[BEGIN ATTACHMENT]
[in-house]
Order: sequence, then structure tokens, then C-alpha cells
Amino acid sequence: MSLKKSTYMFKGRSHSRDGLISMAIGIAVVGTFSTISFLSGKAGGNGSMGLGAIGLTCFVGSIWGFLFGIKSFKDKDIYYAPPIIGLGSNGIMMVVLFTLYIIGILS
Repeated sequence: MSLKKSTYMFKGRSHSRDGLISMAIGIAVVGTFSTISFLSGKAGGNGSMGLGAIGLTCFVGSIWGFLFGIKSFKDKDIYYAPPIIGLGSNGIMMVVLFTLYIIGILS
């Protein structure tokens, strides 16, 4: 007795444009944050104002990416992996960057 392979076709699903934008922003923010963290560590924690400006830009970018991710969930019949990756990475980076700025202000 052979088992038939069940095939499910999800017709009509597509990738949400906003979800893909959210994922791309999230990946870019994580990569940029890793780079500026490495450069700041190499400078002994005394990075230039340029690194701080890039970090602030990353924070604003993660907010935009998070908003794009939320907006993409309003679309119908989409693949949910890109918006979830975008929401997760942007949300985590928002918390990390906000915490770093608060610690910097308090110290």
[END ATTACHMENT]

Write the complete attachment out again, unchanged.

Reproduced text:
[in-house]
Order: sequence, then structure tokens, then C-alpha cells
Amino acid sequence: MSLKKSTYMFKGRSHSRDGLISMAIGIAVVGTFSTISFLSGKAGGNGSMGLGAIGLTCFVGSIWGFLFGIKSFKDKDIYYAPPIIGLGSNGIMMVVLFTLYIIGILS
Repeated sequence: MSLKKSTYMFKGRSHSRDGLISMAIGIAVVGTFSTISFLSGKAGGNGSMGLGAIGLTCFVGSIWGFLFGIKSFKDKDIYYAPPIIGLGSNGIMMVVLFTLYIIGILS
């Protein structure tokens, strides 16, 4: 007795444009944050104002990416992996960057 392979076709699903934008922003923010963290560590924690400006830009970018991710969930019949990756990475980076700025202000 052979088992038939069940095939499910999800017709009509597509990738949400906003979800893909959210994922791309999230990946870019994580990569940029890793780079500026490495450069700041190499400078002994005394990075230039340029690194701080890039970090602030990353924070604003993660907010935009998070908003794009939320907006993409309003679309119908989409693949949910890109918006979830975008929401997760942007949300985590928002918390990390906000915490770093608060610690910097308090110290």